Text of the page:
“….To address our unprecedented global and immediate need for access to reading and research materials, as of today, March 24, 2020, the Internet Archive will suspend waitlists for the 1.4 million (and growing) books in our lending library by creating a National Emergency Library to serve the nation’s displaced learners. This suspension will run through June 30, 2020, or the end of the US national emergency, whichever is later….”
This excellent EADT article suggests that a horde found near Tamworth about ten years ago included some crown jewels worn by Anna* or Onna, the (Wuffing) King of East Anglia and nephew of Raedwald. He is likely to have died in a 653/4 battle near Blythburgh, along with his Bishop, Thomas, fighting against Penda’s pagan Mercians. Tamworth is, of course, in Mercia and parts of the treasure can be seen there: in the Birmingham Museum and Art Gallery as well as the Potteries Museum and Art Gallery, Stoke-on-Trent. All five of Anna’s children, including Ethelreda (Audrey) and Jurmin, his only son who died in the same battle.
* Male, despite his name, as were the C16 French warrior Anne de Montmorency and the historian Sharon Turner.
Was it really only five years ago? Sometimes it seems like forever. And for me, the most affecting thing is still seeing Richard’s Book of Hours, which is thought to have been with him in his tent at Bosworth. I confess I had tears in my eyes. It just seemed so very personal to him. One of the prayers inside it reads: ‘Lord Jesus Christ, deign to free me, your servant King Richard, from every tribulation, sorrow and trouble in which I am placed…’ Yes, he was thrust into these tribulations, he didn’t seek them, and he paid a terrible price for shouldering the burden.
The day of his reinterment in Leicester Cathedral was truly momentous, as you’ll read here here
The discovery of Richard’s remains has made such a difference to Leicester. And rightly so. The city has taken him to its heart.
We remember the tragic helicopter accident that cost the life of much-loved former chairman of Leicester City Football Club Vichai Srivaddhanaprabha. What with the discovery of Richard III’s remains and the club’s surge in victories, it was a truly devastating blow.
I always thought Starkey was a waspish prig (his public opinion of those who support Richard III is just as derogatory!) but having read this article, I think he’s slap-dash as well. Certainly he can’t be checking what goes out to herald the latest of his lectures – this one will no doubt manage to be another anti-Richard diatribe. It’s based around Christopher Urswick, and here’s a quote from the above link:-
“Born in Furness, Cumbria, in 1448 Christopher Urswick had a remarkable life….He was a priest but and [sic] became a confessor of Margaret Beaufort. She had married King Edward III’s son, John of Gaunt, when she was just 13. Not long after she gave birth to his child, Henry, she was widowed.”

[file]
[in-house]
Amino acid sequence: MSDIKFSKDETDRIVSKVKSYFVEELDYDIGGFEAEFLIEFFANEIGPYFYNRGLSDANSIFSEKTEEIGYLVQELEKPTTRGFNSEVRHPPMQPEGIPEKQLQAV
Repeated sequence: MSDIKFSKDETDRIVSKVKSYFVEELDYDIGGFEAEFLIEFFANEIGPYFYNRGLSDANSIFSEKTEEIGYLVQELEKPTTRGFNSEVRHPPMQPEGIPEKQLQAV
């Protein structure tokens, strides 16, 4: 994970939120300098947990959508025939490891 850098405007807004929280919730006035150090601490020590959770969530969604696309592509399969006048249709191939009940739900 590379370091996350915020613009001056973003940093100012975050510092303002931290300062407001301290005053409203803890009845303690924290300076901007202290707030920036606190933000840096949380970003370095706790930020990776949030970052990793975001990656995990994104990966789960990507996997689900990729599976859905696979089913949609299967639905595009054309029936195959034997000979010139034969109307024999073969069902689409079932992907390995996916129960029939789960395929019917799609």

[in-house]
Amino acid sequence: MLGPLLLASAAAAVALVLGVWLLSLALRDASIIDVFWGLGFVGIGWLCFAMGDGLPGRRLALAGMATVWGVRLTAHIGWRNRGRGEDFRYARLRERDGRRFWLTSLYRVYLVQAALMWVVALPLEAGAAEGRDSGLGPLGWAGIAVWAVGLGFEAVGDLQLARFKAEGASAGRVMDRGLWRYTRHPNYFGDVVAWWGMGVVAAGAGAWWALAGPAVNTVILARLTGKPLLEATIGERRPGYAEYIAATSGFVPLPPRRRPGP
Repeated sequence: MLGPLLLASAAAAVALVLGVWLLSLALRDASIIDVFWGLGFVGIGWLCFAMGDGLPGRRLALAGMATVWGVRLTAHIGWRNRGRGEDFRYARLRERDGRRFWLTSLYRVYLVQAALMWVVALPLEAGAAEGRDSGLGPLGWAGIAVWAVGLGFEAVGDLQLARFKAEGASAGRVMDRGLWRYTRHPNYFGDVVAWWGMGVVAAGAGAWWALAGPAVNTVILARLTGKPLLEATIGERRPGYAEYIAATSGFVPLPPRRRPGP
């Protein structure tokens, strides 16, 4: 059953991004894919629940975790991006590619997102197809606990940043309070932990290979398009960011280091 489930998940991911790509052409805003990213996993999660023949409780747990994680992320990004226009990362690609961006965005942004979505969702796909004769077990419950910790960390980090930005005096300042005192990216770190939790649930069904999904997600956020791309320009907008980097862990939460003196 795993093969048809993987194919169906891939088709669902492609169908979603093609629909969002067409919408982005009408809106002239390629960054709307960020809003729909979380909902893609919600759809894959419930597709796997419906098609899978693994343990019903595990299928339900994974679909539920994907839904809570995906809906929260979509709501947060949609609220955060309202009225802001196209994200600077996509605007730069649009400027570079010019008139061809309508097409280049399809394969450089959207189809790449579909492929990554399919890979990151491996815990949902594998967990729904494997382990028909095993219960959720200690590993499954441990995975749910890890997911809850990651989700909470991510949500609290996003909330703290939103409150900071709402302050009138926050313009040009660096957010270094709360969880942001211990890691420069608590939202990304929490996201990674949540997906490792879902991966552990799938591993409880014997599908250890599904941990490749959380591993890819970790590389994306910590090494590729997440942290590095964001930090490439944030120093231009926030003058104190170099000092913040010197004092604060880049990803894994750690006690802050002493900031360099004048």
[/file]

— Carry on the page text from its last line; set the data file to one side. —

I had no idea that Margaret and her son were that old…or that such an extra skeleton lurked in their capacious cupboard. Henry VII would have been cock-a-hoop to claim Gaunt as his father! But I wonder if Gaunt was aware of this extra wife and son?
Elizabeth was apparently known as the “Devilish Dame”, and the unfortunate (or exceedingly wise!) Sir Thomas spent most of his time in the Holy Land, coming home only every seven years.
I have, as yet, been unable to discover why Elizabeth earned this epithet. Was she accused of being a witch? Did she call up tempests (sorry!) or raise demons? Or did she simply have such a vile temper that her husband preferred to face the Saracens? Whatever, one may read what one will into Sir Thomas’s almost permanent absence from England.
Incidentally, Swineshead Abbey “….is famous for the poisoning of King John after his baggage train had been washed away on the tide at Sutton Bridge. It is debatable whether any treasure was actually lost in this accident and there is an excellent book by Richard Waters called ‘The Lost Treasure of King John’, in which the author puts forward a number of different scenarios as explanation for the supposed loss…”
Well, I have to say that the above carving is very startling. It is believed to be of Eleanor of Aquitaine, and has just been discovered at Bradwell Abbey, Milton Keynes. There is nothing in this article to say why they are so certain it’s Eleanor, but they seem in no doubt.
The first thing that occurred to me, however, was that the eyes reminded me very forcibly of the carving of Richard Neville, 16th Earl of Warwick, the “Kingmaker”, as a mourner on the tomb of his father-in-law, Richard Beauchamp, 13th Earl of Warwick.